Saving Our Soils

There is an enormous hurdle to the sustainable use of our arable lands, whether for energy crops, food production or even reforestation: our agricultural activity over the last half-century has significantly reduced soil fertility. Before being cultivated, these lands had been self-sustaining, closed-cycle ecosystems for millions of years. The nutrients that vegetation extracted from the soil were returned to it through the decay of dead branches, leaves and fruit. CO2 from the atmosphere was incorporated into plant tissue, and this carbon was transferred to the soil through plant decay – soil humus levels were built up.

When these natural ecosystems were destroyed to make room for agriculture, these cycles were interrupted. However, until the 1950’s, farmers tried to duplicate these natural cycles, by adding carbon and multi-mineral-rich organic material (compost, guano) to the land they cultivated, as a replacement for what they were removing as crops. Only the desired plant part was removed from the field, the rest of the plant was re-incorporated into the soil.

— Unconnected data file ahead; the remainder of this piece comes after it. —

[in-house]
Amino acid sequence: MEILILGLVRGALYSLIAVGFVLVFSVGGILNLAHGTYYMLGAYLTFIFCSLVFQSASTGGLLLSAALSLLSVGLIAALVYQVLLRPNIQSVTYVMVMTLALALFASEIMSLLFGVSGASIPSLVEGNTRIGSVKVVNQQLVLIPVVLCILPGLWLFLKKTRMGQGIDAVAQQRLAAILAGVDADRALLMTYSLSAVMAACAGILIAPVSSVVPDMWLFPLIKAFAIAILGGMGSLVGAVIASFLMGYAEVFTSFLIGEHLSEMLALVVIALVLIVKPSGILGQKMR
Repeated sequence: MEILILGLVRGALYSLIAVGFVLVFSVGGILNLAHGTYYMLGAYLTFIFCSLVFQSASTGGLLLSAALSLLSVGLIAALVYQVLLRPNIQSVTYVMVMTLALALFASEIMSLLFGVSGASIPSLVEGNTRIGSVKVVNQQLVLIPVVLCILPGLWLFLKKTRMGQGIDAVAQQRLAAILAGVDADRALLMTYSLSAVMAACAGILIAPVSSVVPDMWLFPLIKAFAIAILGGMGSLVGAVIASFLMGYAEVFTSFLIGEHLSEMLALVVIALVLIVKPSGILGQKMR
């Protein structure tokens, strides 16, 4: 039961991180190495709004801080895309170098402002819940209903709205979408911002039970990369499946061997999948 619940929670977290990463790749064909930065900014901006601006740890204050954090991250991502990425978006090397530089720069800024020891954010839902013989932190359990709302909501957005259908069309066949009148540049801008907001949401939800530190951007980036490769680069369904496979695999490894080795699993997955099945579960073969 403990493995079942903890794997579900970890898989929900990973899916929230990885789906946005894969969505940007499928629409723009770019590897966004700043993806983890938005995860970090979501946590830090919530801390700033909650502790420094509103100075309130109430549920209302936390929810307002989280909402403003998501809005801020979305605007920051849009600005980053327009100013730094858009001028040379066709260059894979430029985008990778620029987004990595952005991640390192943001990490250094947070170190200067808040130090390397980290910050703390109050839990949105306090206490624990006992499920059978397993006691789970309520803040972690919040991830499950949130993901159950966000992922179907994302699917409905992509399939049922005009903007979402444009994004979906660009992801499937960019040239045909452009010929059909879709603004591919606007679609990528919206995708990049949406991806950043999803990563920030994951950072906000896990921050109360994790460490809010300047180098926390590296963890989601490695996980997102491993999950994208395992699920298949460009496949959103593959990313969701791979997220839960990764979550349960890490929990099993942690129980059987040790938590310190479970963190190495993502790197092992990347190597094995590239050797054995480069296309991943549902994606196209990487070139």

Permaculture is the art and science of designing sustainable human communities that utilise integrated farming practices based on the principles learned from the study of natural ecosystems. Its key objectives are to bring food production closer to consumers, to restore soil fertility, and to cultivate land in ways that maximise long term productivity, while minimising artificial inputs and effort. Small-scale, land and energy-efficient, multi-crop systems replace large-scale, energy-consuming, extensive mono-crop ones. This approach avoids and reverses the enormous problems caused by modern industrial agriculture, such as habitat and species loss, soil degradation, erosion and salinity, as well as the unnecessary economic and environmental costs of transporting food over large distances.